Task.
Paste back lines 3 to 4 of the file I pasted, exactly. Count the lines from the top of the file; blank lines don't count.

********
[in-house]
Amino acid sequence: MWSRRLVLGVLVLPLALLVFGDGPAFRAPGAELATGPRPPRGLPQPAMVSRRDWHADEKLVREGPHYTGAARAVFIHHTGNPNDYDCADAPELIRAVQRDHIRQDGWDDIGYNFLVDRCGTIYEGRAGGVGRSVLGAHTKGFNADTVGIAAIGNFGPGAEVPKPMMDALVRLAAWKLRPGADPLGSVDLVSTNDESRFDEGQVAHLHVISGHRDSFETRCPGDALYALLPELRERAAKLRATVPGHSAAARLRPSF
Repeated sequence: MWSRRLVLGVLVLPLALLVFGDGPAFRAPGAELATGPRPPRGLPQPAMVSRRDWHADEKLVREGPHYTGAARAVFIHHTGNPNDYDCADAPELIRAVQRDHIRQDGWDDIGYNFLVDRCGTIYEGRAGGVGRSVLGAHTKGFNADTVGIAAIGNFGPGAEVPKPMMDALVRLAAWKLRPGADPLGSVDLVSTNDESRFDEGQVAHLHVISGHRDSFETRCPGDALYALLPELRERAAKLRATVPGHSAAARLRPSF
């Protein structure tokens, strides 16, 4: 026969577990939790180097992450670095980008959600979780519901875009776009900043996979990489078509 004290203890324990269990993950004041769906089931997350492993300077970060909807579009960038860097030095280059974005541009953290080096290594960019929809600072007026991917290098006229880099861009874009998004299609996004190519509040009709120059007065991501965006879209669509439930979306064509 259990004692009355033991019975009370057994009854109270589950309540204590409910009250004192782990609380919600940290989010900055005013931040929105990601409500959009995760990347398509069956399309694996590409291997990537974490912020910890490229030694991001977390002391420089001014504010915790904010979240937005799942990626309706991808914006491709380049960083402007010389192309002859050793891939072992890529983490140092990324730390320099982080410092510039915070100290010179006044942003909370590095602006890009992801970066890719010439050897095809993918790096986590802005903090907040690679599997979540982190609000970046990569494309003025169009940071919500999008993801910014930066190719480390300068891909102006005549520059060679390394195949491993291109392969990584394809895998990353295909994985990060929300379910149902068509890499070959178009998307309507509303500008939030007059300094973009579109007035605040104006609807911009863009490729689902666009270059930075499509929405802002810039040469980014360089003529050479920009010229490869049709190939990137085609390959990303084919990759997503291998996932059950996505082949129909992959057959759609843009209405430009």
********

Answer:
Repeated sequence: MWSRRLVLGVLVLPLALLVFGDGPAFRAPGAELATGPRPPRGLPQPAMVSRRDWHADEKLVREGPHYTGAARAVFIHHTGNPNDYDCADAPELIRAVQRDHIRQDGWDDIGYNFLVDRCGTIYEGRAGGVGRSVLGAHTKGFNADTVGIAAIGNFGPGAEVPKPMMDALVRLAAWKLRPGADPLGSVDLVSTNDESRFDEGQVAHLHVISGHRDSFETRCPGDALYALLPELRERAAKLRATVPGHSAAARLRPSF
């Protein structure tokens, strides 16, 4: 026969577990939790180097992450670095980008959600979780519901875009776009900043996979990489078509 004290203890324990269990993950004041769906089931997350492993300077970060909807579009960038860097030095280059974005541009953290080096290594960019929809600072007026991917290098006229880099861009874009998004299609996004190519509040009709120059007065991501965006879209669509439930979306064509 259990004692009355033991019975009370057994009854109270589950309540204590409910009250004192782990609380919600940290989010900055005013931040929105990601409500959009995760990347398509069956399309694996590409291997990537974490912020910890490229030694991001977390002391420089001014504010915790904010979240937005799942990626309706991808914006491709380049960083402007010389192309002859050793891939072992890529983490140092990324730390320099982080410092510039915070100290010179006044942003909370590095602006890009992801970066890719010439050897095809993918790096986590802005903090907040690679599997979540982190609000970046990569494309003025169009940071919500999008993801910014930066190719480390300068891909102006005549520059060679390394195949491993291109392969990584394809895998990353295909994985990060929300379910149902068509890499070959178009998307309507509303500008939030007059300094973009579109007035605040104006609807911009863009490729689902666009270059930075499509929405802002810039040469980014360089003529050479920009010229490869049709190939990137085609390959990303084919990759997503291998996932059950996505082949129909992959057959759609843009209405430009």